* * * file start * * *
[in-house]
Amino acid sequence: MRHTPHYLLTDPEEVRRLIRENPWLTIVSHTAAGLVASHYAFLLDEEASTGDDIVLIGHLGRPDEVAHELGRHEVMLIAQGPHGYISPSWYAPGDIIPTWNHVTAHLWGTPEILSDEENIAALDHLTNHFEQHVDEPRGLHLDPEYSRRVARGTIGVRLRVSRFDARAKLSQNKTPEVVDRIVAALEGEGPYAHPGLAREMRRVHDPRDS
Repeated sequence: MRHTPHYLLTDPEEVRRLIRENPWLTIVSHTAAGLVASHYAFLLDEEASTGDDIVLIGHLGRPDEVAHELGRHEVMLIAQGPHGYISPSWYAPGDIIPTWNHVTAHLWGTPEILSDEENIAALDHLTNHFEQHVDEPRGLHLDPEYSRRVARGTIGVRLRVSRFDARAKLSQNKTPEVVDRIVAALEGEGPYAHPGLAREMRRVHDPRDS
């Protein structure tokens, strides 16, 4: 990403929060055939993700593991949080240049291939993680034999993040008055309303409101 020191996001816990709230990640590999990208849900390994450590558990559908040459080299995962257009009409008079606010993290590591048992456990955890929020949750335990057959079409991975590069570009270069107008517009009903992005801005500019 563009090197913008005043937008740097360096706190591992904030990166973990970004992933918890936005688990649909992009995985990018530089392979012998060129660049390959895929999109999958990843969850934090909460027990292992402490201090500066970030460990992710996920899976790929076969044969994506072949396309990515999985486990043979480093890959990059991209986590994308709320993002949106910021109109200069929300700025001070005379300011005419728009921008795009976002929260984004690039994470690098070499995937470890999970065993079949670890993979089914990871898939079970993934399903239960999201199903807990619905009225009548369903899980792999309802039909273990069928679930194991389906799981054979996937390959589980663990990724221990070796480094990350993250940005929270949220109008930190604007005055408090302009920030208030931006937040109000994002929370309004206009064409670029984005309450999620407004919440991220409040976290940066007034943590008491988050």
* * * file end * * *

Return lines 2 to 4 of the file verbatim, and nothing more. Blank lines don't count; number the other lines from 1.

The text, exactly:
Amino acid sequence: MRHTPHYLLTDPEEVRRLIRENPWLTIVSHTAAGLVASHYAFLLDEEASTGDDIVLIGHLGRPDEVAHELGRHEVMLIAQGPHGYISPSWYAPGDIIPTWNHVTAHLWGTPEILSDEENIAALDHLTNHFEQHVDEPRGLHLDPEYSRRVARGTIGVRLRVSRFDARAKLSQNKTPEVVDRIVAALEGEGPYAHPGLAREMRRVHDPRDS
Repeated sequence: MRHTPHYLLTDPEEVRRLIRENPWLTIVSHTAAGLVASHYAFLLDEEASTGDDIVLIGHLGRPDEVAHELGRHEVMLIAQGPHGYISPSWYAPGDIIPTWNHVTAHLWGTPEILSDEENIAALDHLTNHFEQHVDEPRGLHLDPEYSRRVARGTIGVRLRVSRFDARAKLSQNKTPEVVDRIVAALEGEGPYAHPGLAREMRRVHDPRDS
């Protein structure tokens, strides 16, 4: 990403929060055939993700593991949080240049291939993680034999993040008055309303409101 020191996001816990709230990640590999990208849900390994450590558990559908040459080299995962257009009409008079606010993290590591048992456990955890929020949750335990057959079409991975590069570009270069107008517009009903992005801005500019 563009090197913008005043937008740097360096706190591992904030990166973990970004992933918890936005688990649909992009995985990018530089392979012998060129660049390959895929999109999958990843969850934090909460027990292992402490201090500066970030460990992710996920899976790929076969044969994506072949396309990515999985486990043979480093890959990059991209986590994308709320993002949106910021109109200069929300700025001070005379300011005419728009921008795009976002929260984004690039994470690098070499995937470890999970065993079949670890993979089914990871898939079970993934399903239960999201199903807990619905009225009548369903899980792999309802039909273990069928679930194991389906799981054979996937390959589980663990990724221990070796480094990350993250940005929270949220109008930190604007005055408090302009920030208030931006937040109000994002929370309004206009064409670029984005309450999620407004919440991220409040976290940066007034943590008491988050």